How a gam­ing geek with a check­ered past pulled off the big­gest num­bers con in U.S. his­tory

USA TODAY US Edition - - FRONT PAGE - Ja­son Clay­worth Des Moines Reg­is­ter | USA TO­DAY NET­WORK

Ed­die Tip­ton jot­ted down the num­bers as he sat at his desk in Ur­ban­dale, Iowa, more than a decade ago. Around him were sticky notes filled with num­ber sets he care­fully wrote down as they spun up on his com­puter screen. The num­bers were gen­er­ated by a cryptic two-line soft­ware code Tip­ton had planted in his em­ployer’s com­puter sys­tem at the Multi-State Lot­tery As­so­ci­a­tion.

The of­fice build­ing was vir­tu­ally empty as Tip­ton ran test af­ter test, ze­ro­ing in on the pos­si­ble win­ning num­bers for an up­com­ing $4.8 mil­lion jack­pot draw­ing in Colorado.

Tip­ton’s code would let him nar­row the draw­ing’s win­ning odds from 5 mil­lion to 1 to 200 to 1.

And, over time, it would al­low him to hi­jack at least five win­ning draw­ings to­tal­ing more than $24 mil­lion in prizes in Colorado, Wis­con­sin, Iowa, Kansas and Ok­la­homa — the big­gest lot­tery scam in U.S. his­tory.

The largest jack­pot, a $16.5 mil­lion Hot Lotto prize in Iowa in 2010, was never paid. And ul­ti­mately, it would be the one that would do Tip­ton in.

Gen­e­sis of a fraud

Tip­ton, who loved play­ing the fan­tasy game Dun­geons and Drag­ons, told him­self he wasn’t try­ing to crack the code for the money. But in 2005,

the 41-year-old Texas na­tive be­gan a fraud that even he had no idea even­tu­ally would shake the lot­tery in­dus­try to its core.

“It was never my in­tent to start a full­out ticket scam,” Ed­die told in­ves­ti­ga­tors in his post-con­vic­tion con­fes­sion ses­sions June 29 in Des Moines.

Tip­ton never ex­pected he’d land an in­ter­view with the Multi-State Lot­tery As­so­ci­a­tion, let alone be hired.

The as­so­ci­a­tion is owned and op­er­ated by 36 mem­ber lot­ter­ies, most of them state or­ga­ni­za­tions such as the Iowa Lot­tery. It’s re­spon­si­ble for many of the na­tion’s most pop­u­lar and rich­est lot­ter­ies, in­clud­ing Power­ball and Hot Lotto.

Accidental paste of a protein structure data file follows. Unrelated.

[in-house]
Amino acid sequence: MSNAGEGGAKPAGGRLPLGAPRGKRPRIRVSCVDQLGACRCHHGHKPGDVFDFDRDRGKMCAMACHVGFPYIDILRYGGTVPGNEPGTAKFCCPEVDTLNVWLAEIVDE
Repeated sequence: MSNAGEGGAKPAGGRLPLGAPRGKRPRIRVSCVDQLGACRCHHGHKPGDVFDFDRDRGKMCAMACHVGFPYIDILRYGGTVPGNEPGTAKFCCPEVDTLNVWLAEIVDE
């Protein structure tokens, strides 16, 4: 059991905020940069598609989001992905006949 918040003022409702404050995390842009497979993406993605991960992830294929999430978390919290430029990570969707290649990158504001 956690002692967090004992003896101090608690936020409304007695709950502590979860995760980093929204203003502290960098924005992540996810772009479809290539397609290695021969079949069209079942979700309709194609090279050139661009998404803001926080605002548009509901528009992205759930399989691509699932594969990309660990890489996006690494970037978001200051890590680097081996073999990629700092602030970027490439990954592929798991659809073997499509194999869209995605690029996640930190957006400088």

Tip­ton had pleaded guilty in 1982 for his part in a ware­house bur­glary. The then-19-year-old faced up to 20 years in prison for the felony con­vic­tion but in­stead was given two years of pro­ba­tion and or­dered to pay $1,719 in resti­tu­tion, court records show. And be­fore his bur­glary con­vic­tion, Tip­ton had been con­victed of steal­ing com­puter soft­ware from a depart­ment store.

In 2003, as he sat for an in­ter­view, Tip­ton told Ed Ste­fan, his prospec­tive boss at the Multi-State Lot­tery As­so­ci­a­tion, about both con­vic­tions. So he was sur­prised when the as­so­ci­a­tion paid to fly him from Texas to Des Moines for a job in­ter­view.

Why lot­tery as­so­ci­a­tion ex­ec­u­tives over­looked Tip­ton’s crim­i­nal con­vic­tions isn’t en­tirely clear. They knew about the bur­glary when Tip­ton was hired, ac­cord­ing to court doc­u­ments.

State law pro­hibits felons work­ing for the Iowa Lot­tery. But that law does not ap­ply to Multi-State Lot­tery As­so­ci­a­tion em­ploy­ees. Bret Ty­one, CEO of the lot­tery as­so­ci­a­tion, said he couldn’t com­ment or pro­vide a copy of the as­so­ci­a­tion’s em­ployee code of con­duct, cit­ing on­go­ing lit­i­ga­tion. Ste­fan did not re­turn calls for com­ment.

But former deputy Iowa at­tor­ney gen­eral Thomas H. Miller made it clear in an in­ter­view this year that he be­lieves Tip­ton should never have been given a job where he would de­sign the soft­ware that ran­domly picked the win­ning num­bers for the Multi-State Lot­tery As­so­ci­a­tion.